Katherine Keenum


A blog about how paintings, photographs, and prints have helped me visualize my fiction—both Where the Light Falls and works-in-progress—with a hope that they will stimulate other writers and readers, too.

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An American woman art student meets a Civil War veteran in Belle Époque Paris.

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Picturing a World

Fanny Brate—Another one lost to marriage

February 8, 2017

Tags: plein air, Scandinavian artists, schools, women artists

In Where the Light Falls, Amy points out bitterly to Jeanette that marriage means the end of a woman’s career in art. So it was for Fanny Brate (1861–1940), a Swedish painter who entered the Royal Swedish Academy of Art in 1880 and subsequently studied at the Académie Colarossi in Paris. After she married philologist Erik Brate, she gave up painting, though she remained a patron of the arts.

My thanks to Charley Parker for this post on Brate, which introduced me to her. It provides excellent details of Brate’s most famous painting, A Day of Celebration.

I chose Art Friends instead because it illustrates a woman painting en plein air amid a crowd of curious onlookers. James Gurney’s post on Ten Top Ways to Deal with Curious Spectators brings the topic right into the present day.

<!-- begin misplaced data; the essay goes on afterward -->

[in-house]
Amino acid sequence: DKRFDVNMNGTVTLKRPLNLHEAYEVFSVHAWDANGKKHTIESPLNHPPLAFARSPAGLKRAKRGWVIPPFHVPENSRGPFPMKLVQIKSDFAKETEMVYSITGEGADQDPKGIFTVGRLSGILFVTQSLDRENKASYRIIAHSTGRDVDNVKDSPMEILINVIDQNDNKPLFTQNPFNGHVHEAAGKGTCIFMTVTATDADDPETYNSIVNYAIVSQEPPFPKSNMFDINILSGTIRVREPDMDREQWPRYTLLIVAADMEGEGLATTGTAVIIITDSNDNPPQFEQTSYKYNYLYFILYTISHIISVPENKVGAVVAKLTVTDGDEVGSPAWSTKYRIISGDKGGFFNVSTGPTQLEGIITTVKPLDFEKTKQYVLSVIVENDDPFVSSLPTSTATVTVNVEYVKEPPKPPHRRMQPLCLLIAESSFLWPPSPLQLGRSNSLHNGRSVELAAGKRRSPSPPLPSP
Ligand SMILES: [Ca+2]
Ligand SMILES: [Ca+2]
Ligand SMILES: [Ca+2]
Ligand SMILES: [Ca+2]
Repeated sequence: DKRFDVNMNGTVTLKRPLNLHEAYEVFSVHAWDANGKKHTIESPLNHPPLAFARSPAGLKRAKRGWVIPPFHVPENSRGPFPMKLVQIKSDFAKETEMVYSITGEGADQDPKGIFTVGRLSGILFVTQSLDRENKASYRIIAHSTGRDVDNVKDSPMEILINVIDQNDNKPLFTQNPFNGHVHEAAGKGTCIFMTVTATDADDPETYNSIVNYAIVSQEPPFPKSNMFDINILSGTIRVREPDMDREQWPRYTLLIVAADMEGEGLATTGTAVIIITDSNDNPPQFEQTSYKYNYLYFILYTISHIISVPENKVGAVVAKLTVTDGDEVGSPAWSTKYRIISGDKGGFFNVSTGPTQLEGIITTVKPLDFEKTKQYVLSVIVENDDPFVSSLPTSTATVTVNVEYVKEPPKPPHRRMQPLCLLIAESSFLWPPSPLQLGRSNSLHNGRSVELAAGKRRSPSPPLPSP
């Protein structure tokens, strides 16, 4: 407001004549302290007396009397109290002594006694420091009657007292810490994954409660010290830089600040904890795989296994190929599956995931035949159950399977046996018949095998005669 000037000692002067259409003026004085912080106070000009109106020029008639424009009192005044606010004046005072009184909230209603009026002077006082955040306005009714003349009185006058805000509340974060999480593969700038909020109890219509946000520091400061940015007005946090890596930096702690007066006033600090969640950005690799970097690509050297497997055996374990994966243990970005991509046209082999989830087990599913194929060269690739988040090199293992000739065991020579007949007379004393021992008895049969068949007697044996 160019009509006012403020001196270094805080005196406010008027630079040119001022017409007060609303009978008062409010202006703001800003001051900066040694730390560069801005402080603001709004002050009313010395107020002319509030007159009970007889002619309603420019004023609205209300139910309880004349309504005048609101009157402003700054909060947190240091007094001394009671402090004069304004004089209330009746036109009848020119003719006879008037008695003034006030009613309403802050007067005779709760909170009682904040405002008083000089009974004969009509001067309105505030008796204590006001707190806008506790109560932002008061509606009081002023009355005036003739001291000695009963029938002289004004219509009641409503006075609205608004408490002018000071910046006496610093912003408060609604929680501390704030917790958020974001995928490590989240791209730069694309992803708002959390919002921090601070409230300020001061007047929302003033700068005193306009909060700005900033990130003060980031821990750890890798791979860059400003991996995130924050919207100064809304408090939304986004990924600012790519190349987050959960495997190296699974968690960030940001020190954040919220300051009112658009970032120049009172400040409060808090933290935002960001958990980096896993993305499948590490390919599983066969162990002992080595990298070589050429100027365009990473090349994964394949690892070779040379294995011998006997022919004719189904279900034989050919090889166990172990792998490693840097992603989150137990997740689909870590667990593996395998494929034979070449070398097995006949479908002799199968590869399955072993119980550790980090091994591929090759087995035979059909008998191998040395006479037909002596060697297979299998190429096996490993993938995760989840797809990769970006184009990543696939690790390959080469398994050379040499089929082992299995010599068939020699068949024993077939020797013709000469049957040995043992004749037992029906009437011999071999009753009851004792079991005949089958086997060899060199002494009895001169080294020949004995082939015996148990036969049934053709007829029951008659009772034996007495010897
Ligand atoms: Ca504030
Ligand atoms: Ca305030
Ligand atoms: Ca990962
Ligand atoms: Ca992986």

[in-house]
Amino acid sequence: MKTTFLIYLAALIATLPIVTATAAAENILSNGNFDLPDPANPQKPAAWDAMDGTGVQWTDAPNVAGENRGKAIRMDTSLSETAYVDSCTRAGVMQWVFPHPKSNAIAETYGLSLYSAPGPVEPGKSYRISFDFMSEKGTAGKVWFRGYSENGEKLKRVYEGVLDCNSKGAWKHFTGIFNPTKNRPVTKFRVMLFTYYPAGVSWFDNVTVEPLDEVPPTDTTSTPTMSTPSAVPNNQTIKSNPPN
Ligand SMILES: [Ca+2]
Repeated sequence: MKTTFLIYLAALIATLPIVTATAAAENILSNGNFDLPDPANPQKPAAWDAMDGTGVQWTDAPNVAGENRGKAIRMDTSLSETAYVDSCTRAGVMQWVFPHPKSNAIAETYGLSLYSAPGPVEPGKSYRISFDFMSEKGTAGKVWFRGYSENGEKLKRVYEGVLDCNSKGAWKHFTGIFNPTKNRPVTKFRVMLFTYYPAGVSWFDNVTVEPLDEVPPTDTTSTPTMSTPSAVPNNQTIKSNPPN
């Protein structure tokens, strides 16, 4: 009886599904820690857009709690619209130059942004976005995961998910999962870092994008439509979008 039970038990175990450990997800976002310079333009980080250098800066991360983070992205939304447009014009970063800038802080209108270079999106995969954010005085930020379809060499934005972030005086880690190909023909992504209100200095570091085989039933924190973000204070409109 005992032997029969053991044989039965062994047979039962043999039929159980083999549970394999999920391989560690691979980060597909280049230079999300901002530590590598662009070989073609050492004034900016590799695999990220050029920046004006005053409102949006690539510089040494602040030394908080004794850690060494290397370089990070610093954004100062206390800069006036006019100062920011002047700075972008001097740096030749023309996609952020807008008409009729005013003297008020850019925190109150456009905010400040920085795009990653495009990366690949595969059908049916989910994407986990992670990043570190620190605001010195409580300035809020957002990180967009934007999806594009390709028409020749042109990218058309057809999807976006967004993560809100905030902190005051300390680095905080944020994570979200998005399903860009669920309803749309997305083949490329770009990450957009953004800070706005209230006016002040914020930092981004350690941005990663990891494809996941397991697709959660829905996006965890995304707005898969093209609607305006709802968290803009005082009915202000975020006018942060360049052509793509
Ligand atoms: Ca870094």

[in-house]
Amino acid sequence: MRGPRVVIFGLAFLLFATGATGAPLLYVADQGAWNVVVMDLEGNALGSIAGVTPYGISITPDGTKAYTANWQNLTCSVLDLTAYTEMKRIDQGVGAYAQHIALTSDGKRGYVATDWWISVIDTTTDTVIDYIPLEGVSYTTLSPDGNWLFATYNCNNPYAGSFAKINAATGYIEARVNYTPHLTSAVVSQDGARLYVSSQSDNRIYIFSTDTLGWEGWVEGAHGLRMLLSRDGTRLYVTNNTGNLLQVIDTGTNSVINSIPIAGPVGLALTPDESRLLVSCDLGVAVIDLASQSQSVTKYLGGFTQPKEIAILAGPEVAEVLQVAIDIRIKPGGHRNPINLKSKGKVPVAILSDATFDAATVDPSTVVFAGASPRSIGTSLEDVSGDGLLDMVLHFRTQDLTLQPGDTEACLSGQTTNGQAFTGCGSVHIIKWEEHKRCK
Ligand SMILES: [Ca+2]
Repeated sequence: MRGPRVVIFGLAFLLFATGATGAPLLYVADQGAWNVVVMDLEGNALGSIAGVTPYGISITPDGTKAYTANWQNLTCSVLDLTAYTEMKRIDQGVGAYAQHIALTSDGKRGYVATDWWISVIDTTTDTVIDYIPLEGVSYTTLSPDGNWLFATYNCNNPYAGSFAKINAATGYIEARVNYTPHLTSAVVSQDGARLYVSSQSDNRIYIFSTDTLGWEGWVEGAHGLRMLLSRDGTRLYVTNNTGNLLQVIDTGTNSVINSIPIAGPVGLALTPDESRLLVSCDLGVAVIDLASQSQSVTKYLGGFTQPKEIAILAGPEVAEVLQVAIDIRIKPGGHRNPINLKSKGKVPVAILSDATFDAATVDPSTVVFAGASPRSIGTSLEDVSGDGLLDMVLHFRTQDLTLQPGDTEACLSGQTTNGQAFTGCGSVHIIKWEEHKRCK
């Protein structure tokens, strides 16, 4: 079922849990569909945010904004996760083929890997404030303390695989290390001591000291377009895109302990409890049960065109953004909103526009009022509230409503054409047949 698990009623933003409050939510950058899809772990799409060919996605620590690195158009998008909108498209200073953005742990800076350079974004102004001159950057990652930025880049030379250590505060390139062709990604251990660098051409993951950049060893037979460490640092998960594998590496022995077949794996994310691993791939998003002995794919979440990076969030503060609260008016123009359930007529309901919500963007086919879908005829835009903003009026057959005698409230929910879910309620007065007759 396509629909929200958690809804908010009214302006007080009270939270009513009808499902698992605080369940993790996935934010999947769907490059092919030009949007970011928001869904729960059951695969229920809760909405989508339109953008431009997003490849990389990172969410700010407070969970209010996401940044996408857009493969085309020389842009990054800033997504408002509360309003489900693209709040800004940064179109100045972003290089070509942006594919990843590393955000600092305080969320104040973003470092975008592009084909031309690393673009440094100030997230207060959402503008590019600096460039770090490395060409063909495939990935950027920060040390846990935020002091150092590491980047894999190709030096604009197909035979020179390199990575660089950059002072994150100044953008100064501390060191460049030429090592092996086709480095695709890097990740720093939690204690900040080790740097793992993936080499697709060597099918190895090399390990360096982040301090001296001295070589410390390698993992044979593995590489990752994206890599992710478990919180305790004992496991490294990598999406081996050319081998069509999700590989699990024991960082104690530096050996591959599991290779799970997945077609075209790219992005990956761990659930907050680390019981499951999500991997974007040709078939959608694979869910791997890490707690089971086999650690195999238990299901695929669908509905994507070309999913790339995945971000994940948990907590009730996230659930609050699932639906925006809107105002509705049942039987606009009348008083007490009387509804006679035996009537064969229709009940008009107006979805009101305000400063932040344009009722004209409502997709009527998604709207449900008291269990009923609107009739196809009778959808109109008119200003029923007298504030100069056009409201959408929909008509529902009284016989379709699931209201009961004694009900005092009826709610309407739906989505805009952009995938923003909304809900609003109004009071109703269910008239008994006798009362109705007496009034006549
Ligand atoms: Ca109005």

Comments

  1. February 9, 2017 10:36 AM EST
    "A Day of Celebration" is not what I expected. It was so subtle and lovely. The light and space of the room with sparse furniture in white wood was so soothing and peaceful. Nothing was in that room that was unnecessary. The young girls looked like the celebration was for something personal for them. The leaves around the table seemed like something a child would use as decoration.

    I wonder what kind of "force" was used to stop this woman from painting. Maybe it was family and society in Sweden.
    - Patricia Franzino
  2. February 13, 2017 8:59 AM EST
    I agree entirely with your comments on "A Day of Celebration"! As for what prevented women in Scandinavia, France, England, and America from practicing their art after marriage, it was indeed social pressure. It was considered unladylike and they had enough trouble selling their work as single women! We may have a long way to go, but we can be thankful for the strides our grandmothers made for us. Thanks as always for your comments.
    - Katherine Keenum